Mission: Impossible — Ghost Protocol (2011)
Falling Off Skyscrapers Sometimes Hurts a Bit
What makes Tom Cruise run — run harder and run faster, leaping from one building and dangling off another, the world’s tallest — as he does to exhausting, unnerving effect in “Mission: Impossible — Ghost Protocol,” his latest exercise in extreme performance? The fourth in the franchise, this “Mission” has a solid cast, including a notable new co-star in Jeremy Renner; a new director, Brad Bird; and a story that’s as nonsensical as any in the series. Mostly, though, it has Mr. Cruise hurtling through the movie as if his life depended on it, which, to judge by the hard line of his jaw, his punishingly fit body and the will etched into his every movement, may be what’s at stake.
It’s fitting that Mr. Bird, the director of the Pixar movies “The Incredibles” and “Ratatouille,” has taken over the reins of the franchise for his live-action directing debut. The “Mission: Impossible” movies belong to that outlandish, sometimes cartoonish class of action adventures in which lesser, Bond-like heroes walk or race from fiery explosions in between locking and loading, kissing and killing, and killing some more. The films, spun off the 1960s television show, fondly remembered for its rubber masks and Lalo Schifrin’s brilliant, pulsating theme music, added Mr. Cruise, who in the 15 years since the first installment has tumbled from his top spot as the world’s biggest movie star to lag behind neo-action figures like Leonardo DiCaprio and Johnny Depp.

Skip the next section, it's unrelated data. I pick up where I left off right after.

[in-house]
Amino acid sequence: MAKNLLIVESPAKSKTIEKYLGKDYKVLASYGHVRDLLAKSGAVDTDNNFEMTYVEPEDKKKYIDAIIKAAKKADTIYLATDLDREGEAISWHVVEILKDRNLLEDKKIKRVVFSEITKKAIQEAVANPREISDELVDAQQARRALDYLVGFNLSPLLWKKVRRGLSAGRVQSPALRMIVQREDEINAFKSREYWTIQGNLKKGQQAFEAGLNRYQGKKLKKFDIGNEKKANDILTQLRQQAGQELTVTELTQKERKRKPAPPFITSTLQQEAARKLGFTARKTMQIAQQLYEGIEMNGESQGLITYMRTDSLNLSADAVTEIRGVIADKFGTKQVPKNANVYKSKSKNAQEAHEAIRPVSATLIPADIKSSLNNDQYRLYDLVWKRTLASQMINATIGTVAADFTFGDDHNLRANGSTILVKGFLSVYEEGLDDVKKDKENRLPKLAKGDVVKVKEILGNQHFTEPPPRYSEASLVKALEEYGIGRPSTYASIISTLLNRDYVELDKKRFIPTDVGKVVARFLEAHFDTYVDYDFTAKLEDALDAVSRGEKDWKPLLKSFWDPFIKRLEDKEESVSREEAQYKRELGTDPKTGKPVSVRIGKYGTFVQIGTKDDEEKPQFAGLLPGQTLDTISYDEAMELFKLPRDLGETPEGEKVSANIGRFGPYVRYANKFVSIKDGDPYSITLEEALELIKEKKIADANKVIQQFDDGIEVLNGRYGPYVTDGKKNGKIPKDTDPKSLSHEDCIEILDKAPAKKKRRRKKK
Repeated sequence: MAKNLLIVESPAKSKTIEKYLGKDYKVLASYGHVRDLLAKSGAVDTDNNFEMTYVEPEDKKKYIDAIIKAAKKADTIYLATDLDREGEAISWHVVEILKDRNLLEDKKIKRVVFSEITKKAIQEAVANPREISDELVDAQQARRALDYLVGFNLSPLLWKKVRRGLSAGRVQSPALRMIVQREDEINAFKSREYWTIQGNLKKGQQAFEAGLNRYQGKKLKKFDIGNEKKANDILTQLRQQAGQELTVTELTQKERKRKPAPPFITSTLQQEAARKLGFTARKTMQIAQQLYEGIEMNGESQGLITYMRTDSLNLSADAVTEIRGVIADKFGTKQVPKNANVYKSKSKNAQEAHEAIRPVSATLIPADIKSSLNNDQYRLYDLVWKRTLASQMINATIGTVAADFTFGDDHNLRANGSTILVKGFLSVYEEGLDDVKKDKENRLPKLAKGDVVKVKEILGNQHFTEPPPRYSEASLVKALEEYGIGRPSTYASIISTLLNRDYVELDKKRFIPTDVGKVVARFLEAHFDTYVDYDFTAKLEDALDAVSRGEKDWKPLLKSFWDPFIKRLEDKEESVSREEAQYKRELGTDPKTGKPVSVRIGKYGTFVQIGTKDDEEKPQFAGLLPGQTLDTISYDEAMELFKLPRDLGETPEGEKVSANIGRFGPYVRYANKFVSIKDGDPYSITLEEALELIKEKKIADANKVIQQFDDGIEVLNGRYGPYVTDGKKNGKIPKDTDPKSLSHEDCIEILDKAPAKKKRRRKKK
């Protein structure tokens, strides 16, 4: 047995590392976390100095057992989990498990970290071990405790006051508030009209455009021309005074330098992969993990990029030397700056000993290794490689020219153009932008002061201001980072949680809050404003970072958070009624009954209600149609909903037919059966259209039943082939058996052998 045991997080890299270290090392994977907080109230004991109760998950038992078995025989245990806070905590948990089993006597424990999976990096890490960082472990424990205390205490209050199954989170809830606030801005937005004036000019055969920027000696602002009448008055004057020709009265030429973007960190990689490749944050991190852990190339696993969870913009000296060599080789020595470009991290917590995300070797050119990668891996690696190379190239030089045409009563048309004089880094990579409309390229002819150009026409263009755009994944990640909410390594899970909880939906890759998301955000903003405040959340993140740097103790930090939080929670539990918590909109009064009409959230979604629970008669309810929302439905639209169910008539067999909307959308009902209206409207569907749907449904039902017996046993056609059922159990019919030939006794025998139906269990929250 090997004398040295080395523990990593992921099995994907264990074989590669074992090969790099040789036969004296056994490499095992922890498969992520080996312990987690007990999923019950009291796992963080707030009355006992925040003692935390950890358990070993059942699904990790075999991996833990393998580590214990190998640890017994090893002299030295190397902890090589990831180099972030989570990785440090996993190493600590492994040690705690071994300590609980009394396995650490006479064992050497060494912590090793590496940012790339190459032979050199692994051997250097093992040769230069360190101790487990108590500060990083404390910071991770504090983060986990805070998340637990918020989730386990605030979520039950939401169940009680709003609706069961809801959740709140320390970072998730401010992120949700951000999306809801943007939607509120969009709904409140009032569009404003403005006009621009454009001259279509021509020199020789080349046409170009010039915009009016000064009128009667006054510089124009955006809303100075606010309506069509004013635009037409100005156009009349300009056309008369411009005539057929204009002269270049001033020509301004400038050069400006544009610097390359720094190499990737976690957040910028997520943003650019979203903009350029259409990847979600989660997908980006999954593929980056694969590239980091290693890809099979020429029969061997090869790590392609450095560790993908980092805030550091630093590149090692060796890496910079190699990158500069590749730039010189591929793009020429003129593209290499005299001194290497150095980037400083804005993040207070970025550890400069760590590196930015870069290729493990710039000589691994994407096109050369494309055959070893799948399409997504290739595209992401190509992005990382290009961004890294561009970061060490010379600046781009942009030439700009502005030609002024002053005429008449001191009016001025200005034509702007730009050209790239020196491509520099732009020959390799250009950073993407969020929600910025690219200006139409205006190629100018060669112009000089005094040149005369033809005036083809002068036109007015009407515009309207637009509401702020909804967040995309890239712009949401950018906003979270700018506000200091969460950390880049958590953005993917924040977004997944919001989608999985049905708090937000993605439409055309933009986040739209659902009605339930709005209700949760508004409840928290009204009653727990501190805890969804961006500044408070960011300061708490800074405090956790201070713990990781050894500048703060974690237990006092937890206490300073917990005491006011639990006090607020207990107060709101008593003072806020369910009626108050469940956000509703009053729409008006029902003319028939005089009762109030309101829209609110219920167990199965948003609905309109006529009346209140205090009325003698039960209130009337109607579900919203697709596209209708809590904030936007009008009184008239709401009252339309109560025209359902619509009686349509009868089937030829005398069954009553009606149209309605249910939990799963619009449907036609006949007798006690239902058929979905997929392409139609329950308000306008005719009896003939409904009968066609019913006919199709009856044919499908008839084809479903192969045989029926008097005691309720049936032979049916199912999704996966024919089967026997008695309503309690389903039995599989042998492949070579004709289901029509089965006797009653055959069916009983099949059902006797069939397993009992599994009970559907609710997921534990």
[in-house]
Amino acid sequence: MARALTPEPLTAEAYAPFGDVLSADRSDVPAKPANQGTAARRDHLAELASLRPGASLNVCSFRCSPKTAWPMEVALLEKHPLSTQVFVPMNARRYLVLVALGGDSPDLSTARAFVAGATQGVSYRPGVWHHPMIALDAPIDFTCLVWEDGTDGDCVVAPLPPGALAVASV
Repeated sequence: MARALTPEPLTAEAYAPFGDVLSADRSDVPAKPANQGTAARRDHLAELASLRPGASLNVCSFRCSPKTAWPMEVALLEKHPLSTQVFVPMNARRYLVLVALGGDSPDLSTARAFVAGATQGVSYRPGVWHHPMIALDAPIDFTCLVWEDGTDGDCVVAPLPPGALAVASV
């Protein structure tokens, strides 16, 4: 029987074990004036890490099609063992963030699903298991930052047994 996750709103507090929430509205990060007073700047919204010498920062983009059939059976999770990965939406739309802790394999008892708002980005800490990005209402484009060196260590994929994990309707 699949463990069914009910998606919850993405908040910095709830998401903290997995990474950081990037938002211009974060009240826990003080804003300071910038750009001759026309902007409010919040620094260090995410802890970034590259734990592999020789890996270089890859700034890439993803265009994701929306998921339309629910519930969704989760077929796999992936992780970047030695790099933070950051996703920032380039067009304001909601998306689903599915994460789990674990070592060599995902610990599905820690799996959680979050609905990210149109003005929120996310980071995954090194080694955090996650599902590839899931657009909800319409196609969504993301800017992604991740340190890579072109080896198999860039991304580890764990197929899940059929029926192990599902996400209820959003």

Mr. Cruise may be somewhat down (certainly his smile has dimmed), yet he’s scarcely out. That’s partly because of Mr. Bird, who has given this movie a self-aware levity that’s intended to clear away the bummer blues of the last “Mission,” five years ago. Directed by J. J. Abrams, who is also a producer of this movie, the third film skewed the series too dark with a nihilistic baddie (chilled to shivering by Philip Seymour Hoffman) and a nightmarish torture scene. It also burdened Mr. Cruise’s character, Ethan Hunt, with a wife (Michelle Monaghan), an unwise move — American action heroes, latter-day fantasies of our native rugged individualism, walk alone, not down the aisle — which suggested that the soon-to-be-remarried Mr. Cruise was borrowing a chapter from his own life.
The new movie, written by Josh Appelbaum and André Nemec, both alumni of Mr. Abrams’s television show “Alias” (mostly), ditches the wife and gets back to action basics with globe-trotting, nifty gadgets, high-flying stunts and less loquacious villainy (Michael Nyqvist). (It was also partly shot in Imax, which doesn’t really enhance anything.)
Ethan, after being broken out of a Moscow prison, where he had been idling among hordes of bull-necked Ivans and Igors, sets off on another mission with an old teammate, the tech whiz Benji Dunn (Simon Pegg), and the obligatory pretty lady, Agent Jane Carter (Paula Patton). The mission goes bust and boom, as does a debriefing with Ethan’s boss (Tom Wilkinson, uncredited), whose murder finds Ethan and his team blackballed (if still sleuthing) and keeping company with an intelligence analyst, William Brandt (Mr. Renner).